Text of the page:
Expanded medical device coverage for people with diabetes
British Columbians living with diabetes will now have the Dexcom G6, a continuous glucose monitor (CGM) that provides regular updates on blood glucose levels throughout the day, covered through BC PharmaCare.
“Thousands of British Columbians will benefit from coverage of continuous glucose monitors, which will allow patients to stay on top of their glucose levels with an easy, convenient system and will help patients and their health-care providers make better treatment decisions,” said Adrian Dix, Minister of Health. “We are grateful for the record number of British Columbians who provided input during our review of continuous glucose monitors. Your input is valuable and helps us determine what coverage is most beneficial to British Columbians.”
CGMs let people living with diabetes take control of their condition by automatically tracking glucose levels in real time. CGMs send regular readings of glucose levels to a device, such as a compatible smartphone or a reader, including push alerts when the patient’s blood glucose levels are outside a defined range. This enables patients or their caregivers to take action sooner, and helps protect people by empowering patients, caregivers and clinicians to identify glucose trends and adjust medications, activity and food intake.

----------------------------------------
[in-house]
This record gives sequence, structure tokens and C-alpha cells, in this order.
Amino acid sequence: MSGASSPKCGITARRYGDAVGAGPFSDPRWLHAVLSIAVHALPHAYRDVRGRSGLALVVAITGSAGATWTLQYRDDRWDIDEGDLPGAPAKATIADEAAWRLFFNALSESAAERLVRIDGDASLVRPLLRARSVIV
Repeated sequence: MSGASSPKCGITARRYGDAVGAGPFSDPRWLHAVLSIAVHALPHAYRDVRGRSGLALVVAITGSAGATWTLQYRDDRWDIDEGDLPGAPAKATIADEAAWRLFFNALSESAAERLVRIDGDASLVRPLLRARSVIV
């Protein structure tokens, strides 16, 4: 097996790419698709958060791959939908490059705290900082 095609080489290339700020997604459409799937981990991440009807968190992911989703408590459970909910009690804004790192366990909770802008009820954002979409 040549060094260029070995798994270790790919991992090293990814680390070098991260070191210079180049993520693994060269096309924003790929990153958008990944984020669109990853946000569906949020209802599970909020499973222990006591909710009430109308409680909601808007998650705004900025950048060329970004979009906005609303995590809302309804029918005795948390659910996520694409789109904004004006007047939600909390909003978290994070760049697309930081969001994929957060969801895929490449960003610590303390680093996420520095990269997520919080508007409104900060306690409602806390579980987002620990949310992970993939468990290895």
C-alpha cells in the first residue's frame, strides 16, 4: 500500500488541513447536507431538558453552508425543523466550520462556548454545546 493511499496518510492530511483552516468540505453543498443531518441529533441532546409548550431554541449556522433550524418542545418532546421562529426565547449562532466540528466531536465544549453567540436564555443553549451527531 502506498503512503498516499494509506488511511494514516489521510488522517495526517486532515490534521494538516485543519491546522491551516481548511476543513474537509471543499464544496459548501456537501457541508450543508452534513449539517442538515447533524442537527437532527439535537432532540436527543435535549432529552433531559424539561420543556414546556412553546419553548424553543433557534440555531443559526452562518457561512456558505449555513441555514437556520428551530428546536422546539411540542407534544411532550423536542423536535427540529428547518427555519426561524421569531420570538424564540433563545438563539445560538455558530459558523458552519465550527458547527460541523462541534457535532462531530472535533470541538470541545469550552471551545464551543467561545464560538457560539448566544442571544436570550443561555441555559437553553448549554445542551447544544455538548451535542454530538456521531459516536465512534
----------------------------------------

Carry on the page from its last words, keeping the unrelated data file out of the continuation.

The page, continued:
With CGMs, a small sensor is attached to the skin on a patient’s abdomen or upper buttock. The Dexcom G6 sensor lasts 10 days before it must be replaced, and the Dexcom G6 transmitter can be used for 90 days.
These devices are expected to benefit almost 20,000 British Columbians each year in the first three years. At list price, it would have cost approximately $100 million over three years to implement coverage for the Dexcom G6 CGM. The Province successfully negotiated a discount.
The Dexcom G6 CGM will be a limited-coverage benefit, meaning coverage is available to people with diabetes who meet the special authority criteria for CGMs. For patients who receive special authority approval, coverage will be provided to people enrolled in Fair PharmaCare and to those with PharmaCare coverage through Plan C (income assistance), Plan F (children in the At Home program) or Plan W (First Nations health benefits).